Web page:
I find it strange how many people on Facebook have declared how much they loved Food, Inc. I’ve even received emails about the movie, imploring me to go see it right now. But we watched it a couple of nights ago, and honestly, it was just kind of meh. I realize that not everyone is as educated in the broad array of issues our country faces in regards to our food supply as we might be, but here’s the thing: have you read Omnivore’s Dilemma and Fast Food Nation? Then don’t waste your time with this movie.
I do think that the film would be a great starting point for those who are new to sustainability issues. It shows some basic info about several issues like CAFOs, chicken farming, unfair labor practices, environmental impact, etc. while telling stories that accompany those issues for illustration’s sake. The movie does this decently well. But I had one HUGE problem with the film, and it was this: the options presented as solutions are sorely, sorely lacking.
The only alternatives to the conventional food system presented in the film were farmer’s markets (or traveling to the actual farm) and Wal-Mart. Great. Way to discount the thousands of great community markets and co-ops in this country, not to mention Whole Foods and other alternative supermarkets. There is a large selection of alternatives in today’s marketplace, and the movie skipped over them entirely. Let’s say you’re brand new to the idea of voting with your dollars at the grocery store; does Food, Inc. really present any viable alternatives for you? Yeah, shopping at farmer’s markets is great, but frankly, it can be much more expensive than shopping at Whole Foods. And usually farmers are upfront with consumers at these markets, but I’ve been lied to before by representatives of farms, people who will tell me what I want to hear so I’ll buy their produce. I acknowledge that Whole Foods and other stores may not be a perfect solution, but these companies have the time and money to go visit these farms and make sure they’re doing what they say they’re doing.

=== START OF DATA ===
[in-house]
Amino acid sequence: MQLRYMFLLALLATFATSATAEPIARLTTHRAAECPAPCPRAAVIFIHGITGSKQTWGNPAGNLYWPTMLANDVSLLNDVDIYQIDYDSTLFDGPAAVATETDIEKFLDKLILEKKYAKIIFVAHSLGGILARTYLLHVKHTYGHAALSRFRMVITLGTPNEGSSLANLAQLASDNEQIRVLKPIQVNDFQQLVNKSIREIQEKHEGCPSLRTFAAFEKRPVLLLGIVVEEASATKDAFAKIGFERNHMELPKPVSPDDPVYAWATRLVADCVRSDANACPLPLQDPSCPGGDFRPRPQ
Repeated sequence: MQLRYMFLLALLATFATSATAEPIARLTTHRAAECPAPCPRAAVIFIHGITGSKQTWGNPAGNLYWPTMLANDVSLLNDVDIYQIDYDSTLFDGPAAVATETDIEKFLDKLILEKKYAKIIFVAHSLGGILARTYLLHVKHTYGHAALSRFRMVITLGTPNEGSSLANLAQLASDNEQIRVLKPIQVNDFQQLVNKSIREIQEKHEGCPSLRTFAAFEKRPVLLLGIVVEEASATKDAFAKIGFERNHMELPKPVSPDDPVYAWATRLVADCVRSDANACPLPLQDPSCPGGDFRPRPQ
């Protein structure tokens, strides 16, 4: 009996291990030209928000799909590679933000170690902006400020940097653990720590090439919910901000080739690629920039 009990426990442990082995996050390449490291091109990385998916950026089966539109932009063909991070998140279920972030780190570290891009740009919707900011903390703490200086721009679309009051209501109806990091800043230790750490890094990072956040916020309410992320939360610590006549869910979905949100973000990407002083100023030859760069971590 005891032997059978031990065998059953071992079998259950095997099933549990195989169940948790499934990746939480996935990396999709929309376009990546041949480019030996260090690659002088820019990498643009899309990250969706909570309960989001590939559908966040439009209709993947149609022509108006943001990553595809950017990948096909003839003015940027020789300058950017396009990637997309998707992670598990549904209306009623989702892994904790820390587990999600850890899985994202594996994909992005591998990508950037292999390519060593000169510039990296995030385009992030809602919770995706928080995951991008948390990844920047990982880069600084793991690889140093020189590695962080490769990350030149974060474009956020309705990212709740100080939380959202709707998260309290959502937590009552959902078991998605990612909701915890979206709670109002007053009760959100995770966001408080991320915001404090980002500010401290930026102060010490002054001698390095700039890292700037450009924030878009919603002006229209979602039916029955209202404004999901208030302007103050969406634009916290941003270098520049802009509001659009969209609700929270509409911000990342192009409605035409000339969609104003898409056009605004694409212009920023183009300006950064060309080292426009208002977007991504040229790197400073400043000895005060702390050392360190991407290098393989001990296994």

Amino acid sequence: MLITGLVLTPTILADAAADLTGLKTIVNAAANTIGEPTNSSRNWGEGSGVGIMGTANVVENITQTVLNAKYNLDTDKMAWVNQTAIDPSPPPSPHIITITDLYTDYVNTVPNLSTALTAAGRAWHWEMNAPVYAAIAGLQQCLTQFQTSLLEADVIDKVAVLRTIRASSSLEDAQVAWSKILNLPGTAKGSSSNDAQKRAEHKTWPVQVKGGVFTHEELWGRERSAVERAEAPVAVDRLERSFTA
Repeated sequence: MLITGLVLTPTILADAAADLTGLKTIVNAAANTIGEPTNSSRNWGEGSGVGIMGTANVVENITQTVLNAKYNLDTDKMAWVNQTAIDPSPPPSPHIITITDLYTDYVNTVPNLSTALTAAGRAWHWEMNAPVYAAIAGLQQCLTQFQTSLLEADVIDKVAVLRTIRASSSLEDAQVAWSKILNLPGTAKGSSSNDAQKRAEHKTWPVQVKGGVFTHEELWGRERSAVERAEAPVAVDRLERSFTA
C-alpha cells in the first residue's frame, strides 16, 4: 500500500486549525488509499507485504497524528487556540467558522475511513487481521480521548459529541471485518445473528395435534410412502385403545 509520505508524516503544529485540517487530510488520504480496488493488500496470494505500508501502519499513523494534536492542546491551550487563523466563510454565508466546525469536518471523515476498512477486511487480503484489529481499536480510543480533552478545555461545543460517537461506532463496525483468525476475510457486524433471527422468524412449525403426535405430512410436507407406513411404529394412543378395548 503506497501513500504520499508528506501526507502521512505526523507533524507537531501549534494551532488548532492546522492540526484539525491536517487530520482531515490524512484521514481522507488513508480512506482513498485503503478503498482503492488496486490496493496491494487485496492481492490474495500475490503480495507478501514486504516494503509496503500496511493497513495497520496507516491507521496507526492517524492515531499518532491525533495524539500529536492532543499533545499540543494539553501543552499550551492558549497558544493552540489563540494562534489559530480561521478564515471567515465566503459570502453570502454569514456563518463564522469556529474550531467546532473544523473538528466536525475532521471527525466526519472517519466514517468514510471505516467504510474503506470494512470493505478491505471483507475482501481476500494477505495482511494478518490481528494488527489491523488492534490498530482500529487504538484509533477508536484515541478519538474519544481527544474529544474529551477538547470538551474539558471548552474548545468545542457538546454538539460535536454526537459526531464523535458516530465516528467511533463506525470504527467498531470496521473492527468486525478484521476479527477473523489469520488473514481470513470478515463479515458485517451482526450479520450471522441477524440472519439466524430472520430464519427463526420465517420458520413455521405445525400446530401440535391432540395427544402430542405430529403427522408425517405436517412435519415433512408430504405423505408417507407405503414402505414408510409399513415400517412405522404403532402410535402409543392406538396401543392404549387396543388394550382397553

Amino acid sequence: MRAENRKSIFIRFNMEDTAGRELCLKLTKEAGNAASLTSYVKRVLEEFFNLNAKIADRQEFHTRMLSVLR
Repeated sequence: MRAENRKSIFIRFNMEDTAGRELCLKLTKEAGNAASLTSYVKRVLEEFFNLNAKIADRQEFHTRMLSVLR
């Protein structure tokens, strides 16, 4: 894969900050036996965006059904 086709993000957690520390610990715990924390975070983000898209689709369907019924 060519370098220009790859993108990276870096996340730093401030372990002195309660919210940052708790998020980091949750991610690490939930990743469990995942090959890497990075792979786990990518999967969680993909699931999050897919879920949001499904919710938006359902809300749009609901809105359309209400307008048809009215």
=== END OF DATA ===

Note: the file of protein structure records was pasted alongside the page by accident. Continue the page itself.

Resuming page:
And I think it was completely irresponsible of the filmmakers to suggest Wal-Mart as the only other alternative mentioned in the film. Sure, it’s great that organics have gained so much momentum that Wal-Mart customers have created enough demand for them that the company’s buyers are putting those products in their stores. But the only reason Wal-Mart has done this is because there’s a demand. Wal-Mart has no ethical interest in carrying these products, their only motives are financial. I certainly don’t blame them for that, but this point was skipped over in the film. The truth is that without Whole Foods and the hundreds of visionaries who have worked for decades to build organic companies out of hopes and dreams, there wouldn’t be any demand for organics.